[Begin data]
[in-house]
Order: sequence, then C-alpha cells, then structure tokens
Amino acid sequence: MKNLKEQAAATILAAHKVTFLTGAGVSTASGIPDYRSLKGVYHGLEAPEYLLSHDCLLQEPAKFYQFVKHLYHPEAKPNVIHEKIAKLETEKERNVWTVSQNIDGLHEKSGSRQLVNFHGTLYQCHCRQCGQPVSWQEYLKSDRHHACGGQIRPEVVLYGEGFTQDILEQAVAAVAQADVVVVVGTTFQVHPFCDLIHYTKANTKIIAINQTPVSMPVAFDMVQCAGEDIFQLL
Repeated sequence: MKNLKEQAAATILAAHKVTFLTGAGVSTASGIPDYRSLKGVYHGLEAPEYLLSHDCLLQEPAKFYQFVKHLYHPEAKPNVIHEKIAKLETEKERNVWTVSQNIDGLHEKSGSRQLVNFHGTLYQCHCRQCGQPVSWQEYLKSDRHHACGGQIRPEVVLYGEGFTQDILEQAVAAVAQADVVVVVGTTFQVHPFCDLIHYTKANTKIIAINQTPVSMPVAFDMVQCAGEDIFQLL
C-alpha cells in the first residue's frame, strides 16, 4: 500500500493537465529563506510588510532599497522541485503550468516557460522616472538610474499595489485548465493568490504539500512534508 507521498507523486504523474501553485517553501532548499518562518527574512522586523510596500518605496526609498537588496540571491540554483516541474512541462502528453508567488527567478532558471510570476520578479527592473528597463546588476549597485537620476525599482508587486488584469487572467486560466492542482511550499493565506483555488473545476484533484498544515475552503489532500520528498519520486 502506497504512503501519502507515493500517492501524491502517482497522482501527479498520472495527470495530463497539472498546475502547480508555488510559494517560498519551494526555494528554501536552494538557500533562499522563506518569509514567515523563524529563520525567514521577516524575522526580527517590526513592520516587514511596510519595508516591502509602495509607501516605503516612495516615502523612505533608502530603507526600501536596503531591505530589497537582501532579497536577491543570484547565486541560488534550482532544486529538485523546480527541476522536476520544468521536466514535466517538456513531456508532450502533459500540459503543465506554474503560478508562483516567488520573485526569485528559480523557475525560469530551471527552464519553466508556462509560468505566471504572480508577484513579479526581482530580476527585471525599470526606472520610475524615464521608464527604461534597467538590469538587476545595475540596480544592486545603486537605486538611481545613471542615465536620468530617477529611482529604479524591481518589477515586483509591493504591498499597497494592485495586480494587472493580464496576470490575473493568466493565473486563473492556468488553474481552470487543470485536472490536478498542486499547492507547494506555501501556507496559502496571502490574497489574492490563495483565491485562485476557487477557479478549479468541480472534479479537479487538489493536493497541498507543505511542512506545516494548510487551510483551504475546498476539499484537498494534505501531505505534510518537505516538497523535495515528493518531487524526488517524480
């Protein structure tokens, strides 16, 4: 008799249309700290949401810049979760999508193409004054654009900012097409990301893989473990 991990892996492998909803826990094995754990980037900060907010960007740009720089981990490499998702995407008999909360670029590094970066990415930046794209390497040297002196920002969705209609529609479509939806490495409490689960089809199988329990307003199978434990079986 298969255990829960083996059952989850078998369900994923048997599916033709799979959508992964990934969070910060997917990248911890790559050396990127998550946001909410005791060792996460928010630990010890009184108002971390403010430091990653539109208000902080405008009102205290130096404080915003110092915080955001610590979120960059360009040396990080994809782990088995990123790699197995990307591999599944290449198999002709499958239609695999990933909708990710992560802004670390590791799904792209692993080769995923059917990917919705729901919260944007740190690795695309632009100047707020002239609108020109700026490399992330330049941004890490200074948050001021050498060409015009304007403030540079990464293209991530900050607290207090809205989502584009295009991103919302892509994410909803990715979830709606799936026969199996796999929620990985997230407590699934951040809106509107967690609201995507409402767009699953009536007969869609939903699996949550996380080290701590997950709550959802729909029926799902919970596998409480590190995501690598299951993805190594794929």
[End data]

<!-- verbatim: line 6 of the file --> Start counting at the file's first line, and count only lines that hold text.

């Protein structure tokens, strides 16, 4: 008799249309700290949401810049979760999508193409004054654009900012097409990301893989473990 991990892996492998909803826990094995754990980037900060907010960007740009720089981990490499998702995407008999909360670029590094970066990415930046794209390497040297002196920002969705209609529609479509939806490495409490689960089809199988329990307003199978434990079986 298969255990829960083996059952989850078998369900994923048997599916033709799979959508992964990934969070910060997917990248911890790559050396990127998550946001909410005791060792996460928010630990010890009184108002971390403010430091990653539109208000902080405008009102205290130096404080915003110092915080955001610590979120960059360009040396990080994809782990088995990123790699197995990307591999599944290449198999002709499958239609695999990933909708990710992560802004670390590791799904792209692993080769995923059917990917919705729901919260944007740190690795695309632009100047707020002239609108020109700026490399992330330049941004890490200074948050001021050498060409015009304007403030540079990464293209991530900050607290207090809205989502584009295009991103919302892509994410909803990715979830709606799936026969199996796999929620990985997230407590699934951040809106509107967690609201995507409402767009699953009536007969869609939903699996949550996380080290701590997950709550959802729909029926799902919970596998409480590190995501690598299951993805190594794929």